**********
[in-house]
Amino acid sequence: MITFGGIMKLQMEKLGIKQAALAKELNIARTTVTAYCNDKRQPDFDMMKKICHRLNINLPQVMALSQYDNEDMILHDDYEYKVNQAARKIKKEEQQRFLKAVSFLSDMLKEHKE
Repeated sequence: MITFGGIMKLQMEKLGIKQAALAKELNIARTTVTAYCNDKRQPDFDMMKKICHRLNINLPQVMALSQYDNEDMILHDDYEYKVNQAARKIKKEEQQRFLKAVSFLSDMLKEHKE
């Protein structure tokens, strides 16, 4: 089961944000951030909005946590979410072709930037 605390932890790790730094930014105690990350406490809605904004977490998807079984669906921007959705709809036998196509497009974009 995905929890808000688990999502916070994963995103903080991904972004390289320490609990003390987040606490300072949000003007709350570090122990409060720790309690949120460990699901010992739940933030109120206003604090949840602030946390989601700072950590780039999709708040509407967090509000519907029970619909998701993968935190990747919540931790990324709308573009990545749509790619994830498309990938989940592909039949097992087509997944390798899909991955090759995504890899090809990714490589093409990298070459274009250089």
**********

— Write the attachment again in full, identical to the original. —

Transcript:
[in-house]
Amino acid sequence: MITFGGIMKLQMEKLGIKQAALAKELNIARTTVTAYCNDKRQPDFDMMKKICHRLNINLPQVMALSQYDNEDMILHDDYEYKVNQAARKIKKEEQQRFLKAVSFLSDMLKEHKE
Repeated sequence: MITFGGIMKLQMEKLGIKQAALAKELNIARTTVTAYCNDKRQPDFDMMKKICHRLNINLPQVMALSQYDNEDMILHDDYEYKVNQAARKIKKEEQQRFLKAVSFLSDMLKEHKE
């Protein structure tokens, strides 16, 4: 089961944000951030909005946590979410072709930037 605390932890790790730094930014105690990350406490809605904004977490998807079984669906921007959705709809036998196509497009974009 995905929890808000688990999502916070994963995103903080991904972004390289320490609990003390987040606490300072949000003007709350570090122990409060720790309690949120460990699901010992739940933030109120206003604090949840602030946390989601700072950590780039999709708040509407967090509000519907029970619909998701993968935190990747919540931790990324709308573009990545749509790619994830498309990938989940592909039949097992087509997944390798899909991955090759995504890899090809990714490589093409990298070459274009250089």